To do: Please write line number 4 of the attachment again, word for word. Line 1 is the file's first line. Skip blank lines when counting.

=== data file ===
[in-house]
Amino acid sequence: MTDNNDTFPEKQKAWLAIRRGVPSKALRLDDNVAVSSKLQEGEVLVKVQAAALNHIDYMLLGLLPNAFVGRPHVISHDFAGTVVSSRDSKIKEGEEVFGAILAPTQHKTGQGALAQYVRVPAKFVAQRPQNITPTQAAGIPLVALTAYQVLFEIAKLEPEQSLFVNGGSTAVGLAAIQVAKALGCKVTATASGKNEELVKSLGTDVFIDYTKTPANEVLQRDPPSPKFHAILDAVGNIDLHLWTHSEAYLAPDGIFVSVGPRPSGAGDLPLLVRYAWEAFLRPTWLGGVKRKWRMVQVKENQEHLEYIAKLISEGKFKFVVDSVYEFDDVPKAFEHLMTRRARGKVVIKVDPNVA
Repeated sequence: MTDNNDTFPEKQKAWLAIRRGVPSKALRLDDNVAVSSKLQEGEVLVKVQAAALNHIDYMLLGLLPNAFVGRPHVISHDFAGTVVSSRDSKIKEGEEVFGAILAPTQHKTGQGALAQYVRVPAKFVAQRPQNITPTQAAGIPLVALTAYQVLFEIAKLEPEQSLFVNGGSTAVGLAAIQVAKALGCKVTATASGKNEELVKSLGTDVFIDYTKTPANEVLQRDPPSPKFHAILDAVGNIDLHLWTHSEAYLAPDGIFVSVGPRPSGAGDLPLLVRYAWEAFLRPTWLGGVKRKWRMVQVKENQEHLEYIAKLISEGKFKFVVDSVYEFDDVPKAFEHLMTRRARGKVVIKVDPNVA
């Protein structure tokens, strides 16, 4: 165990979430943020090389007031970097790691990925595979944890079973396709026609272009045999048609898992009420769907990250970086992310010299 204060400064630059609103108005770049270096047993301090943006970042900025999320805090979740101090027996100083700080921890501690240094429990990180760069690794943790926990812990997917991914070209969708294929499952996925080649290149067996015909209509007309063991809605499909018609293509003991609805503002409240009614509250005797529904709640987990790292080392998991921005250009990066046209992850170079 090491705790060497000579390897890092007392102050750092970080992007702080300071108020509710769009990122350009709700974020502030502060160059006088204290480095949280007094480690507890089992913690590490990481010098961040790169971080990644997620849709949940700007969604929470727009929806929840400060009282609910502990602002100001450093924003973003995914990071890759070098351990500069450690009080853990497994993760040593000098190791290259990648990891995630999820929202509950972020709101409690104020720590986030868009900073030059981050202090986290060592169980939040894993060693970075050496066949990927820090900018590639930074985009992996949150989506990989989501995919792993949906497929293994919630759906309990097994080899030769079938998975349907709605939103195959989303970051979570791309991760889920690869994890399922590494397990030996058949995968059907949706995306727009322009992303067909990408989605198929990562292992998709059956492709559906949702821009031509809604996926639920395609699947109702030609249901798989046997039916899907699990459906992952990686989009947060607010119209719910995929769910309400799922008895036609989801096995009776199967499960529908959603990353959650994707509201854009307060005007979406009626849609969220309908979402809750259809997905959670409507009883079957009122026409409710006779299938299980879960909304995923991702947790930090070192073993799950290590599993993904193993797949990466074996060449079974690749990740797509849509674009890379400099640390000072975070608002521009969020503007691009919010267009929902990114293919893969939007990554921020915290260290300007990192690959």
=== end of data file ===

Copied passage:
């Protein structure tokens, strides 16, 4: 165990979430943020090389007031970097790691990925595979944890079973396709026609272009045999048609898992009420769907990250970086992310010299 204060400064630059609103108005770049270096047993301090943006970042900025999320805090979740101090027996100083700080921890501690240094429990990180760069690794943790926990812990997917991914070209969708294929499952996925080649290149067996015909209509007309063991809605499909018609293509003991609805503002409240009614509250005797529904709640987990790292080392998991921005250009990066046209992850170079 090491705790060497000579390897890092007392102050750092970080992007702080300071108020509710769009990122350009709700974020502030502060160059006088204290480095949280007094480690507890089992913690590490990481010098961040790169971080990644997620849709949940700007969604929470727009929806929840400060009282609910502990602002100001450093924003973003995914990071890759070098351990500069450690009080853990497994993760040593000098190791290259990648990891995630999820929202509950972020709101409690104020720590986030868009900073030059981050202090986290060592169980939040894993060693970075050496066949990927820090900018590639930074985009992996949150989506990989989501995919792993949906497929293994919630759906309990097994080899030769079938998975349907709605939103195959989303970051979570791309991760889920690869994890399922590494397990030996058949995968059907949706995306727009322009992303067909990408989605198929990562292992998709059956492709559906949702821009031509809604996926639920395609699947109702030609249901798989046997039916899907699990459906992952990686989009947060607010119209719910995929769910309400799922008895036609989801096995009776199967499960529908959603990353959650994707509201854009307060005007979406009626849609969220309908979402809750259809997905959670409507009883079957009122026409409710006779299938299980879960909304995923991702947790930090070192073993799950290590599993993904193993797949990466074996060449079974690749990740797509849509674009890379400099640390000072975070608002521009969020503007691009919010267009929902990114293919893969939007990554921020915290260290300007990192690959």